It is difficult to express how much the reading of this book would have provided understanding during my formative years as immediate family members shared first-hand accounts of their trials in former Yugoslavia. Unfortunately, history such as that presented in this work has only started to trickle into the mainstream. Regardless of the fact that the vast majority of East European ethnic Germans discussed here had no connections with or sympathy for the political establishment of the state of Germany during World War II, the problem is that much of what has been associated with Germany in subsequent years is tied to the fact that Germany lost the war to the Allies. While I highly recommend "Barefoot in the Rubble" and "German Boy" (see my reviews for these books), the difference with this work is that it lays out much of the history behind the ethnic cleansing of East European Germans. In addition, rather than focusing on a single individual or a small group of individuals, "A Terrible Revenge" shares dozens of accounts, including excerpts from official reports, along with footnotes. In addition, the appendix to this book shares high-level quantitative population tabulations for the 1939 to 1950 time period that help underscore the great losses of ethnic Germans outside of Germany. A warning to those who are considering to read this book: many horrors of life during the five year period following World War II are shared, including vivid accounts of rapes and the manners in which individuals were murdered by the hoards of Soviet armies that descended upon the Germans of East Europe. While my initial interest in reading this text revolved around its discussion of Donauschwabens (Danube Swabians), many more ethnic Germans were affected.Read more ›
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25 of 31 people found the following review helpful By Michael Santomauro on March 9, 2011
Format: Paperback
From the European and American media, one can often get the impression that World War II needs to be periodically resurrected to give credibility to financial demands of one specific ethnic group, at the expense of others. The civilian deaths of the war's losing side are, for the most part, glossed over. Standard historiography of World War II is routinely based on a sharp and polemical distinction between the "ugly" fascists who lost, and the "good" anti-fascists who won, and few scholars are willing to inquire into the gray ambiguity in between. Even as the events of that war become more distant in time, they seemingly become more politically useful and timely as myths.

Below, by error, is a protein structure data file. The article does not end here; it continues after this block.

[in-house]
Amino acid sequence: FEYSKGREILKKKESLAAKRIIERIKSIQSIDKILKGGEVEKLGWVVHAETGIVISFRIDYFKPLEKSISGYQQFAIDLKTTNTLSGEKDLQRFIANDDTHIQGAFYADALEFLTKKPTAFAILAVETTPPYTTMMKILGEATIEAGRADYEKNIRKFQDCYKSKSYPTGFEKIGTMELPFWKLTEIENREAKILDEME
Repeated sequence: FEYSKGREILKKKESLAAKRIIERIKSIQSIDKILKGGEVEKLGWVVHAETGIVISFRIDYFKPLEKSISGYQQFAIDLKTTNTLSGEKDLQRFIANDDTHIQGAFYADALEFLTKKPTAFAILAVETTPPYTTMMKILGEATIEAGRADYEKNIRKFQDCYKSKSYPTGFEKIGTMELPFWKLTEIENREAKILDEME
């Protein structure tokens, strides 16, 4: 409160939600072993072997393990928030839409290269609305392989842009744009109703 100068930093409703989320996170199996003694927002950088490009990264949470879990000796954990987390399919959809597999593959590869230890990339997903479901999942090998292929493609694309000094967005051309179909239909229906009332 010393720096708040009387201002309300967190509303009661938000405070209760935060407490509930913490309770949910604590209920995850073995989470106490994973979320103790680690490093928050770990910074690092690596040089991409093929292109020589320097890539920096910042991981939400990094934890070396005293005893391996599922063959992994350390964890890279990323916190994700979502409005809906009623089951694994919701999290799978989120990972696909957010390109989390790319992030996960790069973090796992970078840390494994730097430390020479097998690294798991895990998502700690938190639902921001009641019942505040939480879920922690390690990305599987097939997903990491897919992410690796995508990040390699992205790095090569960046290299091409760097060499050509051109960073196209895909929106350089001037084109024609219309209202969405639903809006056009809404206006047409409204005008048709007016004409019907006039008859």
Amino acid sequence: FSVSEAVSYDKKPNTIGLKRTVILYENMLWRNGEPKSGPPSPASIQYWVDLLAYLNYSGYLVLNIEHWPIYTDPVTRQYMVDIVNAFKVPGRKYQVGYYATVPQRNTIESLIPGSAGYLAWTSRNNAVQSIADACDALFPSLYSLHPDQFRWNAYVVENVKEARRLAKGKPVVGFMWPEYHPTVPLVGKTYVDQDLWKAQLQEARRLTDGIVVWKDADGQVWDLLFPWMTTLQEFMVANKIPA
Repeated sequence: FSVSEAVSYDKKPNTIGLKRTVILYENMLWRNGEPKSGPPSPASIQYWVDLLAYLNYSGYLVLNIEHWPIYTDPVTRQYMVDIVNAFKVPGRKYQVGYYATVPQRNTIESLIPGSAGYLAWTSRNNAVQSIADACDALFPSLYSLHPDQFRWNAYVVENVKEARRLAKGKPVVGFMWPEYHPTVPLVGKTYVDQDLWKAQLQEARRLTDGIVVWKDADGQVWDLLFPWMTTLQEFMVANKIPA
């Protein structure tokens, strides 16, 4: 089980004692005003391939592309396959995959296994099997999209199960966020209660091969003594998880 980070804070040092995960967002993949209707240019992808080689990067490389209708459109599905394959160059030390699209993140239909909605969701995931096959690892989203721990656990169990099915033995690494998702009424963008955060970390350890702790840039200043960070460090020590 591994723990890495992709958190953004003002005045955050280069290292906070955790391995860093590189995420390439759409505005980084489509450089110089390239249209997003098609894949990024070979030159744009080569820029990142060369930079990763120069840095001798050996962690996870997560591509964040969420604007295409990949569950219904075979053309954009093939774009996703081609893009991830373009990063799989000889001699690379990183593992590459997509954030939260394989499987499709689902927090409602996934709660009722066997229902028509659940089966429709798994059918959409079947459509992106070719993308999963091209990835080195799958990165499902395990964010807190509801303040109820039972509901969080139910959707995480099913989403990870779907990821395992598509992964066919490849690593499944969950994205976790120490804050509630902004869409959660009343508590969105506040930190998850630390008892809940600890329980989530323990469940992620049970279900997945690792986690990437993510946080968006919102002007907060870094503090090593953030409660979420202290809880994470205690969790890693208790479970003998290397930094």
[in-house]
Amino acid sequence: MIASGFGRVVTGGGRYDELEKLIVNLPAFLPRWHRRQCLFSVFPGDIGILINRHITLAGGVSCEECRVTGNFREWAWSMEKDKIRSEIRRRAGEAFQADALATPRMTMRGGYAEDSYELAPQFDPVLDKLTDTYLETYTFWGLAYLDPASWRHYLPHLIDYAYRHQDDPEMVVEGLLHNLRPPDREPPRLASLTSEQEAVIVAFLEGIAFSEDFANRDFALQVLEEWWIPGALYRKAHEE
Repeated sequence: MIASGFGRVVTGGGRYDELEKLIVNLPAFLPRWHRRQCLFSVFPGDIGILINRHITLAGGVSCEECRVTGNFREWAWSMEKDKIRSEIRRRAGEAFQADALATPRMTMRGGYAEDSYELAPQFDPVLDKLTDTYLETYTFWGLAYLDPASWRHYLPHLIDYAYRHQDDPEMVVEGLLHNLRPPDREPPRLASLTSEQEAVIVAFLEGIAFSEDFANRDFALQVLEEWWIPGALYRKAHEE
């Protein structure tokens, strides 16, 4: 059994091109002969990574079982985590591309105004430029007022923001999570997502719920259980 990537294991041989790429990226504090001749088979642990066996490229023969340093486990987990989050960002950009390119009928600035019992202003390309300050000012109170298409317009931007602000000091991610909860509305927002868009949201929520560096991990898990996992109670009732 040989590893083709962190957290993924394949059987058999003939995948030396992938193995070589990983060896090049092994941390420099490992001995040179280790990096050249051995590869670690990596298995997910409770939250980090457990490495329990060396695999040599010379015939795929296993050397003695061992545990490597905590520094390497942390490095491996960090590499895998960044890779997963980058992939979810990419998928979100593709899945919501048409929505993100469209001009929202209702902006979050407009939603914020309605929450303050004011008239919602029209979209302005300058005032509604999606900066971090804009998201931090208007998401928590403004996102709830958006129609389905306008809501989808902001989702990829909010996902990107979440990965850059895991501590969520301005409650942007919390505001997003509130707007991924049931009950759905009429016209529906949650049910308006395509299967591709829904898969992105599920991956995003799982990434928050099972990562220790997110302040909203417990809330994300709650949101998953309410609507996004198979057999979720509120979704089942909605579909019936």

We hear a lot about terrible crimes committed by Germans during World War II, but we hear very little about crimes committed against Germans. Germany's defeat in May 1945, and the end of World War II in Europe, did not bring an end to death and suffering for the vanquished German people. Instead the victorious Allies ushered in a horrible new era of destruction, looting, starvation, rape, "ethnic cleansing," and mass killing --one that Time magazine called "history's most terrifying peace."

Even though this "Unknown Holocaust" is ignored in our motion pictures and classrooms, and by our political leaders, the facts are well established. Historians are in basic agreement about the scale of the human catastrophe, which has been laid out in a number of detailed books. This is the BEST book on the subject. A must read in conjunction with: DEBATING THE HOLOCAUST: A New Look At Both Sides by Thomas Dalton.